Congratulations to Haas F1


Gene Haas stunned the world — or at least the racing world — when his lead driver, Romain Grosjean, finished sixth in the team’s Formula One debut early this morning. If you hurry, you can still get to your local airport bookstore and pick up the issue of Road&Track where I interview Gene Haas and Gunther Steiner. I’m surprised at the magnitude of their maiden result but not at the team’s general fitness for purpose and professional performance.

If you’re too cheap to buy the magazine, the article should be up later this month — and given the limitless electrons of the Web as compared to the iron discipline of print space, I’m hoping that a few more of Jamey Price’s typically outstanding photographs will be included.

15 Replies to “Congratulations to Haas F1”

  1. Harry

    Easily the most exciting positive event of the new season, completely unexpected especially after qualifying( I think because the new format makes little sense)

    It still paled in comparison to the relief I felt when Alonso crawled out from underneath his car.

    I am not drawn to the bloodsport aspect of motor racing, and that stood out to me as one of the more horrific oh no I hope they are ok moments, along the the Irvine/Burti crash at Spa, Nick Heidfeil spearing Takuma Sato with his gearbox, and Kubica foot sticking out from the monocoque in Montreal as awful moments since i have been watching races live.

    • Jack Baruth Post author

      I heard something on social media before I watched the race on delay but I wasn’t prepared for the sheer horribleness of that impact.

      There was a time when it seemed the sun would never stop shining on Alonso. That time is long gone.

    • Pat

      Agreed… When the camera brought that hulk of a car on screen, my heart sank. I’ve pretty much stopped watching Indy car , at least ovals, I don’t want to end up doing same with F1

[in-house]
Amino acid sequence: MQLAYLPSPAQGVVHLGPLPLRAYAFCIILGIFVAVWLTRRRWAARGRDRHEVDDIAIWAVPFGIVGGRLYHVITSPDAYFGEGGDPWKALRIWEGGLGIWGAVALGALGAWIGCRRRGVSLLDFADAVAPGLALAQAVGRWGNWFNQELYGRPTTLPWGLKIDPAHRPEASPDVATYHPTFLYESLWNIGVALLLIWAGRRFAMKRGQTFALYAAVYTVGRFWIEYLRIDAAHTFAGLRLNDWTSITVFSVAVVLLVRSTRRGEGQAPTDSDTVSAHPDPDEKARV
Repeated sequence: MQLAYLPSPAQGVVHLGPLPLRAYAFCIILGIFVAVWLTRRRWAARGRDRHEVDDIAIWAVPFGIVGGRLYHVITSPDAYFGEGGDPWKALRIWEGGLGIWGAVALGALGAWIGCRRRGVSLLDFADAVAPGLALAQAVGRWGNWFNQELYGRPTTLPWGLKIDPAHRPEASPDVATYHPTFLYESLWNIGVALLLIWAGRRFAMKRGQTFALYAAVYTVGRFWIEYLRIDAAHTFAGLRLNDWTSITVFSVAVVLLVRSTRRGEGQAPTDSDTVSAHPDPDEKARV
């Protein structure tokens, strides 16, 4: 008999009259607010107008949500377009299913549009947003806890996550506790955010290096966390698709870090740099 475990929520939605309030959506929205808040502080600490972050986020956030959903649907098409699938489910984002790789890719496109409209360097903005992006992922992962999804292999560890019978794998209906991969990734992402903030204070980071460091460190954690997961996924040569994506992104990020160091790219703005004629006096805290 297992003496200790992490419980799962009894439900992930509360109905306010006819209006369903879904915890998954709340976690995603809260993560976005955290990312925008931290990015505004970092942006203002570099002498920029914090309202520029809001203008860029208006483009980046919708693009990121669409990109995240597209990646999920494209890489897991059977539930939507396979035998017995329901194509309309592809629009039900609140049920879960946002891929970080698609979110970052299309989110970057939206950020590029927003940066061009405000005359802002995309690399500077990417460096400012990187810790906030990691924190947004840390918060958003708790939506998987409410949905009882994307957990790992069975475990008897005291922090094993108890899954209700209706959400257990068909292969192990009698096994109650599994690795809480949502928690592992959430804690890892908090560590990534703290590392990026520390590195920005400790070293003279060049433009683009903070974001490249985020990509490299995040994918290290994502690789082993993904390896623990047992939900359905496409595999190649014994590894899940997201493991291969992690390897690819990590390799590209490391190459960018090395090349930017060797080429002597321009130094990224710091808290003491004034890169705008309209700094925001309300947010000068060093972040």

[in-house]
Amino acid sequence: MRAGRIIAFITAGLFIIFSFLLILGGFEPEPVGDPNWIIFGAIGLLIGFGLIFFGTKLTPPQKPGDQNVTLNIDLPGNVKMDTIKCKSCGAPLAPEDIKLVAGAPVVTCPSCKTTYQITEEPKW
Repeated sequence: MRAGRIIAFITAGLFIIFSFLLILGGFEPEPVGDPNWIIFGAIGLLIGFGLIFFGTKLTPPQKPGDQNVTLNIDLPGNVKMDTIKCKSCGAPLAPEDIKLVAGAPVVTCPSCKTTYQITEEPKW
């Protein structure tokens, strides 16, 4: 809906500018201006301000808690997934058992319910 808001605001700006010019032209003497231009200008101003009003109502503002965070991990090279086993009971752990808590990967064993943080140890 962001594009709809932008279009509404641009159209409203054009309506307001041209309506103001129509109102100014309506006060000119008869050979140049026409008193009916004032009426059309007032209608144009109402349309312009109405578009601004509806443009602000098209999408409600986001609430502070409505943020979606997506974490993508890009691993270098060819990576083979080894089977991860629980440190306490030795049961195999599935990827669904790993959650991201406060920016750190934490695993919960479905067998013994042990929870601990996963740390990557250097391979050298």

2. tifoso

    It’s got to be a testament to modern F1 chassis that Kubica in Montreal, Villeneuve in Melbourne and now Alonso can have these crashes at triple digit speeds, become airborne, turn their cars into shrapnel and emerge relatively unscathed. That or they’re all really lucky

    • jz78817

      the differences in crash behavior between road cars and race cars are interesting. no real crumple zones in a race car; it’s more like they deflect away from whatever they hit while shedding parts and keeping the driver inside a rigid tub. as long as the driver’s neck is restrained and doesn’t get hit in the head with flying debris, the chance of survival is pretty good.

      it’ll be even better for drivers if/when they go to enclosed cockpits or at least a “halo” screen. Whether that whiner Hamilton likes it or not.

  3. galactagog

    wow, that is pretty amazing….Congratulations to the whole Haas team

    F1 has got to be one of the toughest sports to get into, as a new team. I was prepared for them to DNF and/or finish last for at least half of their first season….It must have been a supreme effort by all involved, I hope it continues

    I am glad Alonso is ok, that was a nasty crash

    –>I picked up Jackie Stewart’s autobiography over the weekend, looking forward to reading it.

  4. Ronnie Schreiber

    As someone pointed out, though it’s a notable accomplishment to earn points in your first F1 race, it’s hardly a harbinger of greater success. The now shuttered Toyota F1 team placed 6th in their first race too.

    FWIW, guys like Gene Haas are responsible for the U.S.A. continuing to be a leading manufacturing and exporting country. Of course, that’s little comfort to the folks who formerly might have made a decent living working in a semi-skilled factory. You probably need more than a high school diploma to work at Haas (at the very least some kind of certs in machining and metallurgy).